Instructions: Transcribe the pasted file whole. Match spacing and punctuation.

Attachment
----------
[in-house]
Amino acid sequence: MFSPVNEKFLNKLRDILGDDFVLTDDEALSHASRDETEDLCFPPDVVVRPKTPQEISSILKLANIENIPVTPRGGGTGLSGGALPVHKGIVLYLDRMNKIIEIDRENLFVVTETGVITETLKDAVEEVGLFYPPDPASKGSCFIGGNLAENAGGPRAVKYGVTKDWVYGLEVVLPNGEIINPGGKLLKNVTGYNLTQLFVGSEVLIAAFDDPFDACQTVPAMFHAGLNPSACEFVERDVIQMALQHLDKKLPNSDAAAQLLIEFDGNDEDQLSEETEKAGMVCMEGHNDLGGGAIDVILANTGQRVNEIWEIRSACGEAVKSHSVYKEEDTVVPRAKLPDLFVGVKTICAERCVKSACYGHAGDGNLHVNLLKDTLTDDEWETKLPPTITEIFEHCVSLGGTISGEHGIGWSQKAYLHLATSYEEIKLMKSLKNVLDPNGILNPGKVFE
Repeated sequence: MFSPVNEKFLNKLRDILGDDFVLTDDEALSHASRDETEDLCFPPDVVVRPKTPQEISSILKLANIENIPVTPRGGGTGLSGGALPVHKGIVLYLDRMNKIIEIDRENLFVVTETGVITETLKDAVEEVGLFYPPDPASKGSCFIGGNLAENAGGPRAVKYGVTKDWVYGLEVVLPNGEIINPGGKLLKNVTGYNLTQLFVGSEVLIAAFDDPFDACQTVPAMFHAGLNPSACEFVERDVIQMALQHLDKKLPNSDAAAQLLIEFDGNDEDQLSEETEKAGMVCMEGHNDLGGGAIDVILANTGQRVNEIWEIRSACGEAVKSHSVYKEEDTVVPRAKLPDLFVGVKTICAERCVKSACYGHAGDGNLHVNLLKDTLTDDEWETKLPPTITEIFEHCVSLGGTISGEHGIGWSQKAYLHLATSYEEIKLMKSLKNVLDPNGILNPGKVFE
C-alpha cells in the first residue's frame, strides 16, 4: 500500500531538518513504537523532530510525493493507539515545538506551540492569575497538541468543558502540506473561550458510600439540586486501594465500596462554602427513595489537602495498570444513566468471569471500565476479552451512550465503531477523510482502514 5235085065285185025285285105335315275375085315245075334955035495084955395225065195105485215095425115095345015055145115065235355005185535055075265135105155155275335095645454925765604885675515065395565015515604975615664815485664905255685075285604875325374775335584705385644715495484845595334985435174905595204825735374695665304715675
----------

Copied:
[in-house]
Amino acid sequence: MFSPVNEKFLNKLRDILGDDFVLTDDEALSHASRDETEDLCFPPDVVVRPKTPQEISSILKLANIENIPVTPRGGGTGLSGGALPVHKGIVLYLDRMNKIIEIDRENLFVVTETGVITETLKDAVEEVGLFYPPDPASKGSCFIGGNLAENAGGPRAVKYGVTKDWVYGLEVVLPNGEIINPGGKLLKNVTGYNLTQLFVGSEVLIAAFDDPFDACQTVPAMFHAGLNPSACEFVERDVIQMALQHLDKKLPNSDAAAQLLIEFDGNDEDQLSEETEKAGMVCMEGHNDLGGGAIDVILANTGQRVNEIWEIRSACGEAVKSHSVYKEEDTVVPRAKLPDLFVGVKTICAERCVKSACYGHAGDGNLHVNLLKDTLTDDEWETKLPPTITEIFEHCVSLGGTISGEHGIGWSQKAYLHLATSYEEIKLMKSLKNVLDPNGILNPGKVFE
Repeated sequence: MFSPVNEKFLNKLRDILGDDFVLTDDEALSHASRDETEDLCFPPDVVVRPKTPQEISSILKLANIENIPVTPRGGGTGLSGGALPVHKGIVLYLDRMNKIIEIDRENLFVVTETGVITETLKDAVEEVGLFYPPDPASKGSCFIGGNLAENAGGPRAVKYGVTKDWVYGLEVVLPNGEIINPGGKLLKNVTGYNLTQLFVGSEVLIAAFDDPFDACQTVPAMFHAGLNPSACEFVERDVIQMALQHLDKKLPNSDAAAQLLIEFDGNDEDQLSEETEKAGMVCMEGHNDLGGGAIDVILANTGQRVNEIWEIRSACGEAVKSHSVYKEEDTVVPRAKLPDLFVGVKTICAERCVKSACYGHAGDGNLHVNLLKDTLTDDEWETKLPPTITEIFEHCVSLGGTISGEHGIGWSQKAYLHLATSYEEIKLMKSLKNVLDPNGILNPGKVFE
C-alpha cells in the first residue's frame, strides 16, 4: 500500500531538518513504537523532530510525493493507539515545538506551540492569575497538541468543558502540506473561550458510600439540586486501594465500596462554602427513595489537602495498570444513566468471569471500565476479552451512550465503531477523510482502514 5235085065285185025285285105335315275375085315245075334955035495084955395225065195105485215095425115095345015055145115065235355005185535055075265135105155155275335095645454925765604885675515065395565015515604975615664815485664905255685075285604875325374775335584705385644715495484845595334985435174905595204825735374695665304715675